Sunday, April 7, 2013

Food Bloggers Against Hunger

This is a long one, folks, but stay with me...it’s an important one. Oh, and there’s a recipe at the end. Nothing fancy, just an affordable, simple, feel-good recipe.

You probably know that obesity numbers in the US are through the roof. But you may not think about how closely obesity is tied to hunger. Millions of Americans live in food deserts—areas without access to healthy ingredients. The foods we should be eating—fruits and vegetables—are more expensive (and often less available) than fast food and processed food. People who participate in food assistance programs are limited to an average of $4 per person each day to supplement their food budget. That's not very much.


Here’s something else you might not know or think about. Those people on food assistance programs….a lot of them have jobs and still can’t afford to feed their families. Hardworking people doing their best to make ends meet. Families doing their best to make sure that their kids have dinner on the table and don’t go to school hungry. Families like mine.


When I was little, my family participated in a Commodity Supplemental Food Program—a government program that provides food staples to low-income pregnant women, new mothers, infants, children up to age six, and elderly people. I wasn’t even school-aged yet, but remember going to the commodity pick up with my mom (the old ladies who handed out the boxes of food always gave me a cookie). Even though my parents worked, they still needed a little help.


I’m lucky that my parents are both great cooks, because I grew up learning how to prepare healthy, low budget meals at home, and I grew up in an area with access to a lot of nature’s edible bounty—advantages that a lot of people don’t have.




That’s why I’m donating this post to Food Bloggers against Hunger—to help people prepare healthy, low budget meals, and to help spread the word about hunger in America. The Food Bloggers Against Hunger campaign is a response to the documentary A Place at the Table, about hunger in America. You can get involved too:

So, what would you eat if you had only $4 per day? If Evan and I each had $4 per day to eat, I’d make a big pot of black beans (be sure to plan ahead to soak them first). Dried beans are more affordable than canned and you can control the sodium. Then, I’d make a bunch of meals using those beans and other accessible, healthy ingredients.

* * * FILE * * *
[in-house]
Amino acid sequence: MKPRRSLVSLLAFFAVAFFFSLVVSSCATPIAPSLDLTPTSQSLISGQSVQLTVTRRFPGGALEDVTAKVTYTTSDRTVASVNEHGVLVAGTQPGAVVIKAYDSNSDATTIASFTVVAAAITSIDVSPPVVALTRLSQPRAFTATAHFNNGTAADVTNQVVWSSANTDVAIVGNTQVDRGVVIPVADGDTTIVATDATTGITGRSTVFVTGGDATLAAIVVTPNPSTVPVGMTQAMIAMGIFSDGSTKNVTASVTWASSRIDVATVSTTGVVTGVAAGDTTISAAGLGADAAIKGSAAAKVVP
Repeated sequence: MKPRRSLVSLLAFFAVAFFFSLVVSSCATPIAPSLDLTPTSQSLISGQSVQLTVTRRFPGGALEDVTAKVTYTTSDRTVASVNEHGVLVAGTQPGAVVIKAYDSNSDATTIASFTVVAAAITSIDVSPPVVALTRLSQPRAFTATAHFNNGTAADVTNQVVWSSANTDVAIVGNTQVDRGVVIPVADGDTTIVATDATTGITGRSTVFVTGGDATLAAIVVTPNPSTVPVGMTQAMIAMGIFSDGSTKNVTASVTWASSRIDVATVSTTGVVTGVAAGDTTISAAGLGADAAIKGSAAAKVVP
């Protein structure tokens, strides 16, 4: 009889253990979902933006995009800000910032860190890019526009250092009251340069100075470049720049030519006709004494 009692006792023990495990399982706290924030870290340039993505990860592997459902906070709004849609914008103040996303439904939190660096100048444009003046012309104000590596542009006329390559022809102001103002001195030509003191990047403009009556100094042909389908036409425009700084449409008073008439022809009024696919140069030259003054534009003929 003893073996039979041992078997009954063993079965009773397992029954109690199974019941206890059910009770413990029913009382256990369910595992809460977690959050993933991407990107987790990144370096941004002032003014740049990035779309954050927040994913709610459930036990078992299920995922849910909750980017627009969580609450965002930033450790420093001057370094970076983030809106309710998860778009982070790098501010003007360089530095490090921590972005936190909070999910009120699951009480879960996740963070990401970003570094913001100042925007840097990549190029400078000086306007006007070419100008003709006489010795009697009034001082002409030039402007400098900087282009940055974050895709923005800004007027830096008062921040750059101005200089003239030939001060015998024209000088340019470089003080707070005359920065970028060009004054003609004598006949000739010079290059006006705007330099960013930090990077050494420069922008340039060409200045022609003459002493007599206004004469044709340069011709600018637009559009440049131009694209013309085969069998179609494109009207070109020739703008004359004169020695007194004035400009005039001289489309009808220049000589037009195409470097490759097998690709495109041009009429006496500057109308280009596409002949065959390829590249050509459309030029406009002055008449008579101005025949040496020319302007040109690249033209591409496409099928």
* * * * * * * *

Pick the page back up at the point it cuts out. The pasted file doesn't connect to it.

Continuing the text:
Ever had a big bowl of saucy homemade black beans topped with a fried egg? It’s cheap and insanely satisfying. Want to get some green in your diet? Frozen spinach—scramble it in eggs, and make black bean breakfast burritos that you can freeze for later. You can even make your own tortillas with a few additional ingredients. I managed to get a bunch of ingredients that are available at most stores, for under $8, but it wasn't easy.


1 pound dried beans (about 6 cups cooked): $1.79
1 dozen eggs: $1.69
12 oz bag frozen spinach: $1.00
1 onion: $.50
1 Roma tomatoe: $.31
1 package of flour tortillas (10 count): $2.69
Simple Spinach and Black Bean Breakfast Burritos for Two
A splash of olive oil (or vegetable) for cooking
½ onion, diced
½ cup chopped, frozen spinach (or fresh, if available)
4 eggs, beaten
2 cups cooked black beans
4 flour tortillas
1 tomato, diced and lightly mashed
Salt and pepper to taste


Heat oil over medium in a large skillet, and add the diced onion. Cook until just turning golden, about 10 minutes. Be sure to watch and stir so they don’t burn. Add the frozen spinach, and cook a few more minutes, until spinach is cooked through and no longer frozen. Add the eggs, and let cook for a minute, then stir to scramble and continue to cook until the eggs are cooked through. Salt and pepper to taste.
Heat 4 tortillas, and fill with eggs, beans, and tomatoes. Roll and enjoy immediately, or wrap in plastic wrap and freeze. Unwrap and microwave to eat. 

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